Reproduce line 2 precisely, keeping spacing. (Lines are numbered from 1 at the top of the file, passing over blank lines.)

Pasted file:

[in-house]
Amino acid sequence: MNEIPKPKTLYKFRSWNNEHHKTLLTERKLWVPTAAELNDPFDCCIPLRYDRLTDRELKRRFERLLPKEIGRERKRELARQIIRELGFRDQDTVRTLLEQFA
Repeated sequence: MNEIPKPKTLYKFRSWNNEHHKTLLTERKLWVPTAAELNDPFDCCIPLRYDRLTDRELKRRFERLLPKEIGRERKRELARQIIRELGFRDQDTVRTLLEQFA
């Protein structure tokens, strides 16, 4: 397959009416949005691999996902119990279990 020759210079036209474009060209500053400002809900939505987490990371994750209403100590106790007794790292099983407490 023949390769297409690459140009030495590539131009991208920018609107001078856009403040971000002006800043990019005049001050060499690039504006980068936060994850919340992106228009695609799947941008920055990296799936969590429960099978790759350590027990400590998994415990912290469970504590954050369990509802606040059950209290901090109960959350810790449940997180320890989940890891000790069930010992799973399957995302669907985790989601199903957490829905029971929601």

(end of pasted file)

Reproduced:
Amino acid sequence: MNEIPKPKTLYKFRSWNNEHHKTLLTERKLWVPTAAELNDPFDCCIPLRYDRLTDRELKRRFERLLPKEIGRERKRELARQIIRELGFRDQDTVRTLLEQFA